401(k) Fees - Administrative vs. Settlor Plan Expenses

As a business owner, you may be wondering what 401(k) fees you can pay from plan assets. This confusion is hardly surprising when you consider the broad range of fees a 401(k) plan can incur.

However, you have little choice but to know the correct answer due to your fiduciary responsibility to pay only “necessary” fees from plan assets. Otherwise, you risk paying fees that improperly reduce the investment returns of plan participants.  As a plan fiduciary, you could be held personally liable for restoring these losses.

The good news is that it’s easy to stay out of trouble. The Department of Labor (DOL) divides 401(k) fees into two categories – administrative expenses that are payable from plan assets, and settlor expenses that are not. Before you pay a 401(k) fee from plan assets, you just need to confirm the expense fits the proper category. Here’s a guide to what you need to know.

Administrative vs. Settlor Expenses

Administration Expenses: the DOL defines these as expenses that benefit participants exclusively, which includes plan administration and investment management

Settlor Expenses: these benefit the 401(k) plan sponsor in more than an incidental way. Common settlor expenses include consulting fees for professional guidance during the plan formation, design, or termination process.

Because all 401(k) paid from plan assets reduces the investment returns of plan participants, the DOL only allows the payment of fees that benefit participants to be paid from plan assets. For this reason, settlor fees must be paid by the plan sponsor. However, there are a few twists to this rule. When 401(k) plan participants are considered to derive some benefit from a settlor expense, the sponsor can charge that portion to the plan. Further, plan expenses necessary to implement a settlor decision can be paid from plan assets as an administrative expense.

Common 401(k) plan administrative and settlor expenses can be found below:

Plan Stage

Activity

Administrative Expense

Settlor Expense

Plan Formation

Plan setup – including participant account establishment and systems (trust, recordkeeping, billing) setup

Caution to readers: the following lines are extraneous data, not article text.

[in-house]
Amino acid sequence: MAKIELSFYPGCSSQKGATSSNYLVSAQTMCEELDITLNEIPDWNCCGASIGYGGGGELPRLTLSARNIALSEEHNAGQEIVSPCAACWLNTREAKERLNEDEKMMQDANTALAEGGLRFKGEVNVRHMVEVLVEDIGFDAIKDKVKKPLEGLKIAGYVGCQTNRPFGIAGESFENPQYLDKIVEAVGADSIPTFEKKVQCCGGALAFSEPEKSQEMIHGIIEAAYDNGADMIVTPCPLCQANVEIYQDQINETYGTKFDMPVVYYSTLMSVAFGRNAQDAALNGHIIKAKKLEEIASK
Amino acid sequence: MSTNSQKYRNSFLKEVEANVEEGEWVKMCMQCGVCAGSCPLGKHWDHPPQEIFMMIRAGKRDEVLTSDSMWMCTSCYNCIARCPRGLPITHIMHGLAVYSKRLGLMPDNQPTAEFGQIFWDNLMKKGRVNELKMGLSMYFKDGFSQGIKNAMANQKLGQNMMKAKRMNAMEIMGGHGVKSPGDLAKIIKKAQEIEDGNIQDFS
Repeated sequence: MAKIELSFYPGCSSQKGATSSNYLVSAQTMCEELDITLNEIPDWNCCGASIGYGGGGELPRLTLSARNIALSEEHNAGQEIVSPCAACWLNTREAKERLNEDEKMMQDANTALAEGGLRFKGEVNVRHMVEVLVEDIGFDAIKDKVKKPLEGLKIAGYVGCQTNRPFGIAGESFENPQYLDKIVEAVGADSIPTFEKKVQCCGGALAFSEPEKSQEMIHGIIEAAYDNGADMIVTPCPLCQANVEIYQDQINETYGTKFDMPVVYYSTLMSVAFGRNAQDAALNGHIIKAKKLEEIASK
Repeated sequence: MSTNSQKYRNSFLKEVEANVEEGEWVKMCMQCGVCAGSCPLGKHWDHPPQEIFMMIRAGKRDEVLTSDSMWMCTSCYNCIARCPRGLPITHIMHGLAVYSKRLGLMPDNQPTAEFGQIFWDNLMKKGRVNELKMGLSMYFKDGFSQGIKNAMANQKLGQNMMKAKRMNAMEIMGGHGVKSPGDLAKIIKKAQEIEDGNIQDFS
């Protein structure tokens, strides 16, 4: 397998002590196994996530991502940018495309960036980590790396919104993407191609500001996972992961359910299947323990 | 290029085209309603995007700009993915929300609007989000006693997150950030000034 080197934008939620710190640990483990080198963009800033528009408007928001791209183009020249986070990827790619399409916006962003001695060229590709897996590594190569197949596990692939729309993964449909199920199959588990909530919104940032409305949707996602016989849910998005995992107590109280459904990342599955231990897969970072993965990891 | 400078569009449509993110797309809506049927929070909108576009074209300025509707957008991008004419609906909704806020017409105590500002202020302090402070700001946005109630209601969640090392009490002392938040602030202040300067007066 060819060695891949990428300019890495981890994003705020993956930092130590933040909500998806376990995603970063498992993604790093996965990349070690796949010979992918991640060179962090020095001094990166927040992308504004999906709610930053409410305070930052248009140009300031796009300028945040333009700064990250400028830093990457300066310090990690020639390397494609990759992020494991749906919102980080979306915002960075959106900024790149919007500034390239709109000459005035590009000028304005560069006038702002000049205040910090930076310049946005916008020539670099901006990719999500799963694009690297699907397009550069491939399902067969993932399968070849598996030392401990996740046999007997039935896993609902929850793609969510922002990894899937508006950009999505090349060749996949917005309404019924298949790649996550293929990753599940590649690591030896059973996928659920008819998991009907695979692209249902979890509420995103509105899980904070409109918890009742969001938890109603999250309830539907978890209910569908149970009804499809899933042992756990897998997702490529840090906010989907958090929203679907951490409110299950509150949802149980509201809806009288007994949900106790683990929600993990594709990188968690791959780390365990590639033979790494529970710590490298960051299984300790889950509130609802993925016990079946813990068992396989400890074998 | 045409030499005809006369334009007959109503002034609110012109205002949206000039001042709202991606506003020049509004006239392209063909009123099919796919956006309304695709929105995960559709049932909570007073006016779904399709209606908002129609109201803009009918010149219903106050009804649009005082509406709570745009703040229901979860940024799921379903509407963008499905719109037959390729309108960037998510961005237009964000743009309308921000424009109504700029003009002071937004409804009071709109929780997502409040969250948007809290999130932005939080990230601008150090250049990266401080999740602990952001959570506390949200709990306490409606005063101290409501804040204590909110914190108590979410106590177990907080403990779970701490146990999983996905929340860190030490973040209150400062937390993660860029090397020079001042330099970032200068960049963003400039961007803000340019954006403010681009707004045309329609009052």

x

 

Plan design consulting

 

x

Controlled group consulting

 

x

Provider search

 

x

Plan Management

Annual plan administration - including asset custody, participant recordkeeping, and ERISA compliance (Form 5500 preparation, nondiscrimination testing, participant disclosure)

x

 

Investment advice - including fund menu selection and professional portfolio management

x

 

Plan amendments (discretionary)

 

x

Plan amendments (legally-required)

x

 

Participant distributions

x

 

Participant loans

 x

 

QDRO splits

x

 

Enrollment meetings or participant education materials

x

 

Statement mailings

x

 

Investment fund adds, drops, replacements

x

 

Plan audit by independent CPA

x

 

Independent appraisal of hard-to-value assets or employer stock

x

 

Fidelity bond

x

 

Correction of plan qualification failures under the IRS' EPCRS program (SCP, VCP or Audit CAP) - including consulting fees, legal fees, and IRS penalties

 

x

Correction of late Form 5500 filings under the DOL’s DFVC Program - including consulting fees, legal fees, and DOL penalties

 

x

Correction of late deferrals and other fiduciary violations under the DOL’s VFC Program - including consulting fees, legal fees, and DOL penalties

 

x

Plan Termination

Legal and consulting expenses - e.g., drafting the resolution to terminate the plan

 

x

401(k) provider contract termination fees

x

 

Investment surrender charges

x

 

Unsure of a 401(k) Fee? Pay it from a Corporate Account

As a 401(k) plan sponsor, you have a fiduciary responsibility to only pay 401(k) fees from plan assets that are both “reasonable” and “necessary.” While it can be difficult to evaluate the reasonableness of 401(k) fees, it’s usually easy to evaluate their necessity - they just need to qualify as administration expenses.

However, not all 401(k) fees will fit cleanly into the administrative or settlor category. When this is the case, the safe course is not paying these fees from plan assets at all – instead, paying them from a corporate account.